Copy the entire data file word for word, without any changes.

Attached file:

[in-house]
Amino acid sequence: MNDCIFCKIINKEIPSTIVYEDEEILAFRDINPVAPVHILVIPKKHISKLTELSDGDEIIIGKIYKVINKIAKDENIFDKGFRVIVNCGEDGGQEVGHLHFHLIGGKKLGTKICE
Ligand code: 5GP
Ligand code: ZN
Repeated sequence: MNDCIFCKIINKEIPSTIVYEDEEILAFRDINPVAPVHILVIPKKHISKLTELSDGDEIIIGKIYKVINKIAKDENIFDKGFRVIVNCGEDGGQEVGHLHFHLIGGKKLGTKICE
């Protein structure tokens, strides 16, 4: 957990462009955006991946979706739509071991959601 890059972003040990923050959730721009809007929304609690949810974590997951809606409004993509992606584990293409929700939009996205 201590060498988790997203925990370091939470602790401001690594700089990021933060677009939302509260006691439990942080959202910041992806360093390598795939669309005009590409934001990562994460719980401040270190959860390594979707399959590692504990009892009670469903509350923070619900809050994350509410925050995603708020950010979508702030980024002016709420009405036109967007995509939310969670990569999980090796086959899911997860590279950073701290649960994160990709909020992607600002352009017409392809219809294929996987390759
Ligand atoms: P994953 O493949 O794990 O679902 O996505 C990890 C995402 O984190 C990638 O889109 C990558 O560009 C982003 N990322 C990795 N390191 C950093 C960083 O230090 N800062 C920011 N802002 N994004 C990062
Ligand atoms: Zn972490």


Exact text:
[in-house]
Amino acid sequence: MNDCIFCKIINKEIPSTIVYEDEEILAFRDINPVAPVHILVIPKKHISKLTELSDGDEIIIGKIYKVINKIAKDENIFDKGFRVIVNCGEDGGQEVGHLHFHLIGGKKLGTKICE
Ligand code: 5GP
Ligand code: ZN
Repeated sequence: MNDCIFCKIINKEIPSTIVYEDEEILAFRDINPVAPVHILVIPKKHISKLTELSDGDEIIIGKIYKVINKIAKDENIFDKGFRVIVNCGEDGGQEVGHLHFHLIGGKKLGTKICE
């Protein structure tokens, strides 16, 4: 957990462009955006991946979706739509071991959601 890059972003040990923050959730721009809007929304609690949810974590997951809606409004993509992606584990293409929700939009996205 201590060498988790997203925990370091939470602790401001690594700089990021933060677009939302509260006691439990942080959202910041992806360093390598795939669309005009590409934001990562994460719980401040270190959860390594979707399959590692504990009892009670469903509350923070619900809050994350509410925050995603708020950010979508702030980024002016709420009405036109967007995509939310969670990569999980090796086959899911997860590279950073701290649960994160990709909020992607600002352009017409392809219809294929996987390759
Ligand atoms: P994953 O493949 O794990 O679902 O996505 C990890 C995402 O984190 C990638 O889109 C990558 O560009 C982003 N990322 C990795 N390191 C950093 C960083 O230090 N800062 C920011 N802002 N994004 C990062
Ligand atoms: Zn972490």